Portraits of Adam in Early Judaism: from Sirach to 2 BaruchWritten by John R. Levison Reviewed By Roger Beckwith
The enterprising addition of a Journal for the Study of the Pseudepigrapha to the existing JSOT and JSNT is much to be welcomed, and hardly has it appeared before its Supplement Series begins as well with the appearance of this volume. ‘Pseudepigrapha’ is apparently used to cover the Intertestamental literature in general, which is all to the good: of the eight writings studied in this volume, three (Ecclesiasticus, Wisdom and 2 Esdras) belong to the Apocrypha rather than the Pseudepigrapha, and two more (Philo and Josephus) belong to neither. Only Jubilees, 2 Baruch and the Life of Adam and Eve are works normally reckoned among the Pseudepigrapha. The last-named work could hardly be ignored, in view of its subject matter, but because of its relatively late date it is put in an appendix (the year ad 135, when the second Jewish revolt took place, being the author’s normal limit). However, having made this exception, one cannot help regretting that he did not make an exception of the rabbinical literature also, especially as it is designedly the writing down of earlier oral tradition and not simply an expression of the writers’ own ideas.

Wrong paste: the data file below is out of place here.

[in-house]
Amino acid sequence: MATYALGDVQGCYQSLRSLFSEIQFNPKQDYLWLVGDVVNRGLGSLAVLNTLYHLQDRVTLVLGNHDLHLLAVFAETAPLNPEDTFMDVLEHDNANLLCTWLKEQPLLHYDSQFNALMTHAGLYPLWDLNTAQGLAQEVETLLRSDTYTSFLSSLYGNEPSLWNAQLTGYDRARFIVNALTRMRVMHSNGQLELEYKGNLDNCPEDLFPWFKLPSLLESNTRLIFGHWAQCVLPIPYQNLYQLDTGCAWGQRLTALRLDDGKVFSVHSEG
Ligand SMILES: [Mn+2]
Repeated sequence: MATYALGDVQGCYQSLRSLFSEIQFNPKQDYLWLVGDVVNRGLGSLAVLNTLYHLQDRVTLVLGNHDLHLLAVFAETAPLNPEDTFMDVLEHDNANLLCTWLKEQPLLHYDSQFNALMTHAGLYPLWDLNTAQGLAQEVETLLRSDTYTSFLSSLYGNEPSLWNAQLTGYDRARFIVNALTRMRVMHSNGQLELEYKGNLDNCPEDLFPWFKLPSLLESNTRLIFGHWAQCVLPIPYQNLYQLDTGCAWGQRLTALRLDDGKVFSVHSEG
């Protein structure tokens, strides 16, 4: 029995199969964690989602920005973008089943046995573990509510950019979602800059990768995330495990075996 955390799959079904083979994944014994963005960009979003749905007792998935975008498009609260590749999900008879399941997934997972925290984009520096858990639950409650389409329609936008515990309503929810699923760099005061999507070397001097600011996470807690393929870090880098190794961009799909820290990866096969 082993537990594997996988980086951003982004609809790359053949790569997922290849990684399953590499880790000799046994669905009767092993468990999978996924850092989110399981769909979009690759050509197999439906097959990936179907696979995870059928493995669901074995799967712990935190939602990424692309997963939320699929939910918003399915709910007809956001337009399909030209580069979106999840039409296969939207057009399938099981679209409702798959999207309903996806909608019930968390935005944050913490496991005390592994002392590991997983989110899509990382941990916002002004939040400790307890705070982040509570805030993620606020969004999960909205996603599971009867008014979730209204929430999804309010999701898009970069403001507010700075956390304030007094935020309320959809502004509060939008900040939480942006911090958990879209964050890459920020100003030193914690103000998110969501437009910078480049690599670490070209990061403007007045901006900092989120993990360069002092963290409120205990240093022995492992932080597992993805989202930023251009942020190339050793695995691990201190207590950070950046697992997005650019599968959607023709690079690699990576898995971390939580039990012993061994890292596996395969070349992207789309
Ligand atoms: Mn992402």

The main purpose of the book is to show the variety of interpretations of the story of Adam which existed in early Judaism. A subsidiary purpose is to show how NT scholars tend to copy each other in their accounts of Judaism, instead of consulting the Jewish sources for themselves. By doing this they have perpetuated for well over 100 years the idea that there was a single standard Jewish ‘myth of Adam’ which underlies Pauline theology. The only real myth is that there was such a myth. Evangelical NT scholars are among those criticized on this score.
In emphasizing the different interpretations of the story of Adam, the author sometimes stretches the evidence a little. Wisdom 10:1 does not actually exonerate Adam (p. 150), and if Wisdom and Ecclesiasticus do describe physical death as natural (pp. 156f.), they are probably doing no more than following Genesis, where what is made from dust returns to dust unless it has access to the tree of life (Gn. 3:19, 22–24). Similarly, the idea that Wisdom 2:24 refers to Cain’s murder of Abel rather than Satan’s temptation of Eve (pp. 51f.), though not new, is surely very improbable. The reference to Cain in Wisdom 10:3f. gives this interpretation no support.
All in all, however, this is a worthwhile study, and one only regrets that it could not be published at a price within the reach of others than librarians. Surely a way must be found of breaking the vicious circle whereby small circulation causes high prices and high prices cause small circulation?